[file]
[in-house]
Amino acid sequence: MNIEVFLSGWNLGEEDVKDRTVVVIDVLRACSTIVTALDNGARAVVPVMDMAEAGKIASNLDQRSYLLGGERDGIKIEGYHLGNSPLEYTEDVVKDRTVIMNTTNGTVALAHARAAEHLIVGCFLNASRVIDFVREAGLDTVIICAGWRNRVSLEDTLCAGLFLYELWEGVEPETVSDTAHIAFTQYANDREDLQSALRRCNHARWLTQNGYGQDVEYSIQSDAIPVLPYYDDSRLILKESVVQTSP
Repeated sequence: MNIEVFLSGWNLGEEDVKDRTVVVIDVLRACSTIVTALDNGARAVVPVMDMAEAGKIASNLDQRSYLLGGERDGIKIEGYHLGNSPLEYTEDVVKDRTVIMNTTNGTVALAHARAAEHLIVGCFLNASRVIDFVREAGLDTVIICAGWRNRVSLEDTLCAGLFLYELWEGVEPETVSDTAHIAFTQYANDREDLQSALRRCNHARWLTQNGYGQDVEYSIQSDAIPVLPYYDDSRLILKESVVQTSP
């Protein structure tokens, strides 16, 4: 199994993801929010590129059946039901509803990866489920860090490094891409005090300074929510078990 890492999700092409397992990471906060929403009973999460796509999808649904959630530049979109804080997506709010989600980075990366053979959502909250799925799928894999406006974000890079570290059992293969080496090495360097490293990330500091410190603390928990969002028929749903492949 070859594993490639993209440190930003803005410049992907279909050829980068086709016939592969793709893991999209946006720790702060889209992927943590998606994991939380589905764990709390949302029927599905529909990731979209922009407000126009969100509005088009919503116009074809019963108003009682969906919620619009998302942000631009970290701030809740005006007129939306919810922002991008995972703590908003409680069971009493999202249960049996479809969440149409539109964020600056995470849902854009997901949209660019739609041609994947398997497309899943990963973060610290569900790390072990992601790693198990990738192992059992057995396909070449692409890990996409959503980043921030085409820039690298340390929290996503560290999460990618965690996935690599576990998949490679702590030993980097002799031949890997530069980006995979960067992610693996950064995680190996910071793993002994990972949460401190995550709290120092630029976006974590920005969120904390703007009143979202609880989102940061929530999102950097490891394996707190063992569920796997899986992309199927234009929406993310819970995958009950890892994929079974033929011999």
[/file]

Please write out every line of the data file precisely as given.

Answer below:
[in-house]
Amino acid sequence: MNIEVFLSGWNLGEEDVKDRTVVVIDVLRACSTIVTALDNGARAVVPVMDMAEAGKIASNLDQRSYLLGGERDGIKIEGYHLGNSPLEYTEDVVKDRTVIMNTTNGTVALAHARAAEHLIVGCFLNASRVIDFVREAGLDTVIICAGWRNRVSLEDTLCAGLFLYELWEGVEPETVSDTAHIAFTQYANDREDLQSALRRCNHARWLTQNGYGQDVEYSIQSDAIPVLPYYDDSRLILKESVVQTSP
Repeated sequence: MNIEVFLSGWNLGEEDVKDRTVVVIDVLRACSTIVTALDNGARAVVPVMDMAEAGKIASNLDQRSYLLGGERDGIKIEGYHLGNSPLEYTEDVVKDRTVIMNTTNGTVALAHARAAEHLIVGCFLNASRVIDFVREAGLDTVIICAGWRNRVSLEDTLCAGLFLYELWEGVEPETVSDTAHIAFTQYANDREDLQSALRRCNHARWLTQNGYGQDVEYSIQSDAIPVLPYYDDSRLILKESVVQTSP
């Protein structure tokens, strides 16, 4: 199994993801929010590129059946039901509803990866489920860090490094891409005090300074929510078990 890492999700092409397992990471906060929403009973999460796509999808649904959630530049979109804080997506709010989600980075990366053979959502909250799925799928894999406006974000890079570290059992293969080496090495360097490293990330500091410190603390928990969002028929749903492949 070859594993490639993209440190930003803005410049992907279909050829980068086709016939592969793709893991999209946006720790702060889209992927943590998606994991939380589905764990709390949302029927599905529909990731979209922009407000126009969100509005088009919503116009074809019963108003009682969906919620619009998302942000631009970290701030809740005006007129939306919810922002991008995972703590908003409680069971009493999202249960049996479809969440149409539109964020600056995470849902854009997901949209660019739609041609994947398997497309899943990963973060610290569900790390072990992601790693198990990738192992059992057995396909070449692409890990996409959503980043921030085409820039690298340390929290996503560290999460990618965690996935690599576990998949490679702590030993980097002799031949890997530069980006995979960067992610693996950064995680190996910071793993002994990972949460401190995550709290120092630029976006974590920005969120904390703007009143979202609880989102940061929530999102950097490891394996707190063992569920796997899986992309199927234009929406993310819970995958009950890892994929079974033929011999």